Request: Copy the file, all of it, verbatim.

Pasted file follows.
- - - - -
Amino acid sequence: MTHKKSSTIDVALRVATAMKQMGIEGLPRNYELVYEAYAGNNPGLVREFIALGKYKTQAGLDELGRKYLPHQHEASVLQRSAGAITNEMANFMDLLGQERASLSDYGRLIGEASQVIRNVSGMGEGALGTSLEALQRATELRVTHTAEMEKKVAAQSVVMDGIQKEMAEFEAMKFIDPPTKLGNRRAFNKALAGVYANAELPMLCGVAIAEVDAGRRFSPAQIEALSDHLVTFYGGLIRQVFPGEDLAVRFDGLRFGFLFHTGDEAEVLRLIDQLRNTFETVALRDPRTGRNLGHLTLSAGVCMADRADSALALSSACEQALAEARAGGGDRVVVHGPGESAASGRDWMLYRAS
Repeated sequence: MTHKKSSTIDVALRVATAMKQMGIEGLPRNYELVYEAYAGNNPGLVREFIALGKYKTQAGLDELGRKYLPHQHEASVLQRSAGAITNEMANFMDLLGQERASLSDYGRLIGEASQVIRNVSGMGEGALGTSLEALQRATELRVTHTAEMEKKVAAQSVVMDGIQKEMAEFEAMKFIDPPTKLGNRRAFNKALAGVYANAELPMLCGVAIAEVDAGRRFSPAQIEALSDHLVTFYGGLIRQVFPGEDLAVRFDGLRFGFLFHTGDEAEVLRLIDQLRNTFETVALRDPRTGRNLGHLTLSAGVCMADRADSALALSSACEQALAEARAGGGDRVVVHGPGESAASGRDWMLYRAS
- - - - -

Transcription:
Amino acid sequence: MTHKKSSTIDVALRVATAMKQMGIEGLPRNYELVYEAYAGNNPGLVREFIALGKYKTQAGLDELGRKYLPHQHEASVLQRSAGAITNEMANFMDLLGQERASLSDYGRLIGEASQVIRNVSGMGEGALGTSLEALQRATELRVTHTAEMEKKVAAQSVVMDGIQKEMAEFEAMKFIDPPTKLGNRRAFNKALAGVYANAELPMLCGVAIAEVDAGRRFSPAQIEALSDHLVTFYGGLIRQVFPGEDLAVRFDGLRFGFLFHTGDEAEVLRLIDQLRNTFETVALRDPRTGRNLGHLTLSAGVCMADRADSALALSSACEQALAEARAGGGDRVVVHGPGESAASGRDWMLYRAS
Repeated sequence: MTHKKSSTIDVALRVATAMKQMGIEGLPRNYELVYEAYAGNNPGLVREFIALGKYKTQAGLDELGRKYLPHQHEASVLQRSAGAITNEMANFMDLLGQERASLSDYGRLIGEASQVIRNVSGMGEGALGTSLEALQRATELRVTHTAEMEKKVAAQSVVMDGIQKEMAEFEAMKFIDPPTKLGNRRAFNKALAGVYANAELPMLCGVAIAEVDAGRRFSPAQIEALSDHLVTFYGGLIRQVFPGEDLAVRFDGLRFGFLFHTGDEAEVLRLIDQLRNTFETVALRDPRTGRNLGHLTLSAGVCMADRADSALALSSACEQALAEARAGGGDRVVVHGPGESAASGRDWMLYRAS